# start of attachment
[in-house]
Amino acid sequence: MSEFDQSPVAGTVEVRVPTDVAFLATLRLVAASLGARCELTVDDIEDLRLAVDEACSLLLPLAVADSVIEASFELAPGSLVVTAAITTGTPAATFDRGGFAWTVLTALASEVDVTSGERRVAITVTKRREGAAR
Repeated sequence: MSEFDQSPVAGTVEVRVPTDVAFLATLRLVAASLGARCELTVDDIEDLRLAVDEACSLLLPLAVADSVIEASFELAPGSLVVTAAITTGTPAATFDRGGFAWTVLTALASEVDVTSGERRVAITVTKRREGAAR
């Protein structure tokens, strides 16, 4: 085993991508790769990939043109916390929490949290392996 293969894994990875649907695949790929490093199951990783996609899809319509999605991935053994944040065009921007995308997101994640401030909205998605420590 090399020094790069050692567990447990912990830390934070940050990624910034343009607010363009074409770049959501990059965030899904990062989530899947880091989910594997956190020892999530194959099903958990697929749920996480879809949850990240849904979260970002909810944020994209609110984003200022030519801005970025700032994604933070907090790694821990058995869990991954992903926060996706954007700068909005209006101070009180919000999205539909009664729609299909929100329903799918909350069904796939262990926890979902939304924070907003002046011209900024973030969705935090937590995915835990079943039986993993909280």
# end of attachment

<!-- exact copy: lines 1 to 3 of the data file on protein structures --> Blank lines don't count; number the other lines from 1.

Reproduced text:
[in-house]
Amino acid sequence: MSEFDQSPVAGTVEVRVPTDVAFLATLRLVAASLGARCELTVDDIEDLRLAVDEACSLLLPLAVADSVIEASFELAPGSLVVTAAITTGTPAATFDRGGFAWTVLTALASEVDVTSGERRVAITVTKRREGAAR
Repeated sequence: MSEFDQSPVAGTVEVRVPTDVAFLATLRLVAASLGARCELTVDDIEDLRLAVDEACSLLLPLAVADSVIEASFELAPGSLVVTAAITTGTPAATFDRGGFAWTVLTALASEVDVTSGERRVAITVTKRREGAAR